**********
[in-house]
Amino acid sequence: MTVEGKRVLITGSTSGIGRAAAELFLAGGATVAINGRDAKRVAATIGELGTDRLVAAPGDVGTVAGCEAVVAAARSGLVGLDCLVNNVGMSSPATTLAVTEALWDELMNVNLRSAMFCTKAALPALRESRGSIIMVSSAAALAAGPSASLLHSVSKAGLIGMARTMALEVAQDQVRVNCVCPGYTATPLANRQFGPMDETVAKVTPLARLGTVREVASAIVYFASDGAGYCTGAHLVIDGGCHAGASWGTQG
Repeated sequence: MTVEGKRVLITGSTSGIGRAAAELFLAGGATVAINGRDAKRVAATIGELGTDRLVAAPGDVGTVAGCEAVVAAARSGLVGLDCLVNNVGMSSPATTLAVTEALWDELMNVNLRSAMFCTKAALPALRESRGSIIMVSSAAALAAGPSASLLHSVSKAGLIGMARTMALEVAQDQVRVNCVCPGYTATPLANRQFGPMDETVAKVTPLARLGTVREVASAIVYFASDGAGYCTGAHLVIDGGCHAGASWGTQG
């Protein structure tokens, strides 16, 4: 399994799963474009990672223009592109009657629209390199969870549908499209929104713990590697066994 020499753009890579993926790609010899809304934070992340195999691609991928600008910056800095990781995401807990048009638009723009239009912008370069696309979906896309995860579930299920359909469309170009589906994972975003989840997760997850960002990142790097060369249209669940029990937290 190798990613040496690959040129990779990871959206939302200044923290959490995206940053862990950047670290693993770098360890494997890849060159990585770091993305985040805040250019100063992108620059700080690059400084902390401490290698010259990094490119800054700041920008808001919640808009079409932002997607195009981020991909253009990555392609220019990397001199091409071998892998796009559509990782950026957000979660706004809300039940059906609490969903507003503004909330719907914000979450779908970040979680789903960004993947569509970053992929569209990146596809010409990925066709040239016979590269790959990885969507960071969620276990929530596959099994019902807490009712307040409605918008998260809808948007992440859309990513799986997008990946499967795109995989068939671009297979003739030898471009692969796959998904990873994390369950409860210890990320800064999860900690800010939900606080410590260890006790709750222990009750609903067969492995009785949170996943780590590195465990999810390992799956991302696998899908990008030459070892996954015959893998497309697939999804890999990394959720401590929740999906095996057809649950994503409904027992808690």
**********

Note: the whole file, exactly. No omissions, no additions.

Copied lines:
[in-house]
Amino acid sequence: MTVEGKRVLITGSTSGIGRAAAELFLAGGATVAINGRDAKRVAATIGELGTDRLVAAPGDVGTVAGCEAVVAAARSGLVGLDCLVNNVGMSSPATTLAVTEALWDELMNVNLRSAMFCTKAALPALRESRGSIIMVSSAAALAAGPSASLLHSVSKAGLIGMARTMALEVAQDQVRVNCVCPGYTATPLANRQFGPMDETVAKVTPLARLGTVREVASAIVYFASDGAGYCTGAHLVIDGGCHAGASWGTQG
Repeated sequence: MTVEGKRVLITGSTSGIGRAAAELFLAGGATVAINGRDAKRVAATIGELGTDRLVAAPGDVGTVAGCEAVVAAARSGLVGLDCLVNNVGMSSPATTLAVTEALWDELMNVNLRSAMFCTKAALPALRESRGSIIMVSSAAALAAGPSASLLHSVSKAGLIGMARTMALEVAQDQVRVNCVCPGYTATPLANRQFGPMDETVAKVTPLARLGTVREVASAIVYFASDGAGYCTGAHLVIDGGCHAGASWGTQG
């Protein structure tokens, strides 16, 4: 399994799963474009990672223009592109009657629209390199969870549908499209929104713990590697066994 020499753009890579993926790609010899809304934070992340195999691609991928600008910056800095990781995401807990048009638009723009239009912008370069696309979906896309995860579930299920359909469309170009589906994972975003989840997760997850960002990142790097060369249209669940029990937290 190798990613040496690959040129990779990871959206939302200044923290959490995206940053862990950047670290693993770098360890494997890849060159990585770091993305985040805040250019100063992108620059700080690059400084902390401490290698010259990094490119800054700041920008808001919640808009079409932002997607195009981020991909253009990555392609220019990397001199091409071998892998796009559509990782950026957000979660706004809300039940059906609490969903507003503004909330719907914000979450779908970040979680789903960004993947569509970053992929569209990146596809010409990925066709040239016979590269790959990885969507960071969620276990929530596959099994019902807490009712307040409605918008998260809808948007992440859309990513799986997008990946499967795109995989068939671009297979003739030898471009692969796959998904990873994390369950409860210890990320800064999860900690800010939900606080410590260890006790709750222990009750609903067969492995009785949170996943780590590195465990999810390992799956991302696998899908990008030459070892996954015959893998497309697939999804890999990394959720401590929740999906095996057809649950994503409904027992808690």